Kristin Weeks Duncanson, a Minnesota farmer and environmental consultant, is a former American Soybean Association board member and now is on AGree’s advisory committee. Duncanson worked with Moseley’s team on conservation recommendations. She said it’s important to make a business case to producers that cooperative conservation translates into smart fiscal sense.
“We know that stewardship pays in the long run because you are more productive and therefore more profitable,” Duncanson said.
AGree also wants to help foster water-quality improvements through watershed conservation projects in which farmers and organizations within a watershed all work to reach a conservation goal. That theme is similar to some of the goals of the new Regional Conservation Partnership Program at USDA under the new farm bill. Moseley sees more efforts to take the soil-health model and help build out those practices through watershed. AGree would seek to help bring groups and resources together in areas to develop such watershed programs.
“We’re connectors of the dots. What AGree can do is find the pieces of the puzzle that already exist,” Moseley said. “We are not trying to be an entity in any way, shape, or form that competes or supersedes with any other activity out there. It is only designed to bring people together to think about things.”
AGree has struck up a conversation with some in the crop insurance industry about ways to offer incentives to farmers who apply soil-health practices such as no-till farming and growing cover crops.
Healthier soils should lower risk, but there needs to be data to show there’s a discount for improving soil health.
“We’re not going to implement the policy, but all we are going to do at AGree is bring people to the table and see if we can explore this,” Moseley said of AGree’s approach to problems.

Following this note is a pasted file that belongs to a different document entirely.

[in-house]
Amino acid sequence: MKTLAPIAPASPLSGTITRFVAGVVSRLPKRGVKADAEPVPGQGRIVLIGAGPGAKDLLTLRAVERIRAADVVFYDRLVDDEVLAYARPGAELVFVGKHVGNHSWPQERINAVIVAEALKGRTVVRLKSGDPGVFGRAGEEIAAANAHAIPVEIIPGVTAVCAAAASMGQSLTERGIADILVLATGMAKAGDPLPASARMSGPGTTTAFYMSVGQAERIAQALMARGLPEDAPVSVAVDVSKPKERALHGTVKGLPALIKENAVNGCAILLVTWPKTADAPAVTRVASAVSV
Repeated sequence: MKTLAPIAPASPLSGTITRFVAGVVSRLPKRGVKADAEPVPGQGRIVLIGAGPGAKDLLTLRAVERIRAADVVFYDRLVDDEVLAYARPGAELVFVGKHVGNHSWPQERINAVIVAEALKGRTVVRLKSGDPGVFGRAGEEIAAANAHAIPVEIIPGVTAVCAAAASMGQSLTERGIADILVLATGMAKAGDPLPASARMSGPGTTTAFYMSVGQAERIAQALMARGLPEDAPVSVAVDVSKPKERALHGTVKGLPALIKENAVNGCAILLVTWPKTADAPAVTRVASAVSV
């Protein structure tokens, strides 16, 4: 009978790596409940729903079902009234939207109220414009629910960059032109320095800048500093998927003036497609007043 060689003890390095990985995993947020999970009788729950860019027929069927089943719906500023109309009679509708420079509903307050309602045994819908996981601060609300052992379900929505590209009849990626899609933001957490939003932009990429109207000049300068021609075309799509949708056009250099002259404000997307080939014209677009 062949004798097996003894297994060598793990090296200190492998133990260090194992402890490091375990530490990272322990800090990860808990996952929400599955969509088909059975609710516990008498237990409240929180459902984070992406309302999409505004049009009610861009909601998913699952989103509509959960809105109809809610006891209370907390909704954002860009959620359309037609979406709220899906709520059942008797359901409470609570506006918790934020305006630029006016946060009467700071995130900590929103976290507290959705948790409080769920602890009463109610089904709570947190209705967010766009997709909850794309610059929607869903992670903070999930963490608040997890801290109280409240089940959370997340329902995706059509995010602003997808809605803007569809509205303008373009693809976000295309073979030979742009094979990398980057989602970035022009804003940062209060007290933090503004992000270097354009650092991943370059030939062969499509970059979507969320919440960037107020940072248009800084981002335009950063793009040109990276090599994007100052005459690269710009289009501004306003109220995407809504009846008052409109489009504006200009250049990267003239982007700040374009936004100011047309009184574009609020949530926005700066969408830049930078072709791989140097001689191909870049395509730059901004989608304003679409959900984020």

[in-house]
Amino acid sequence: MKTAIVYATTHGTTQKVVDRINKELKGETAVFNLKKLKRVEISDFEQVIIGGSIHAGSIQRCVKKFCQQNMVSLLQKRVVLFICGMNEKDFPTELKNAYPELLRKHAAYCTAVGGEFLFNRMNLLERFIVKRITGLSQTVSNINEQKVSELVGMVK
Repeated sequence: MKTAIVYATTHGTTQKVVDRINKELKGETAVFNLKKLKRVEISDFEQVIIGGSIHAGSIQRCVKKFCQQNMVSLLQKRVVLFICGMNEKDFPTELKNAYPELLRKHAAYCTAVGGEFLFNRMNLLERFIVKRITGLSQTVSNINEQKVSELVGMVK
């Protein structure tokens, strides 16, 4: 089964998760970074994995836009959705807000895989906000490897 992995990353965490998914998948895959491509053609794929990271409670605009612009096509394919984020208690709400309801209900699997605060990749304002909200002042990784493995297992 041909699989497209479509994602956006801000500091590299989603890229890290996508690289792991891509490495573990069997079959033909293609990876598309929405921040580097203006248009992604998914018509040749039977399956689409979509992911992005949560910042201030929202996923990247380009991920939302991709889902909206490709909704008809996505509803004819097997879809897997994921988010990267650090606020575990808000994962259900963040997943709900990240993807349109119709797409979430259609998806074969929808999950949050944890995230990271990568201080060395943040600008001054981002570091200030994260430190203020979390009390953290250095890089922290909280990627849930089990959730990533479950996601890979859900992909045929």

Moseley said AGree also wants to pursue ways to develop regulatory “safe harbors” for farmers who implement more conservation practices. He noted farmers are increasingly worried about regulatory issues because of potential federal rules or backlash at the state level because of water problems. “Regulatory protection from litigation, I think, is a powerful motivator,” Moseley said.
AGree also has several recommendations to help foster more international agricultural development programs to boost food security. That would include supporting a bipartisan bill that would codify the Obama Administration’s Feed the Future initiative. Senators and congressmen introduced the bill before going on break in January. “We’re going bigger than Feed the Future,” Atwood said. “We think USDA also has an important role to play, particularly in research and education.”
Domestically, AGree also thinks food and nutrition could be improved by better coordinating various government programs, reviewing federal dietary recommendations to deal with obesity and encouraging a greater role for private businesses and community efforts. These recommendations come as new chairmen on the House and Senate Agriculture Committee has already suggested re-examining federal food programs such as the Supplemental Nutrition Assistance Program.
AGree is releasing its reports and reiterating some initiatives Monday in preparation for a forum Nov. 18 in Washington with National Geographic magazine, which has put an emphasis on global food production in its recent issues.
“The whole idea is to go put it into action.” Atwood said.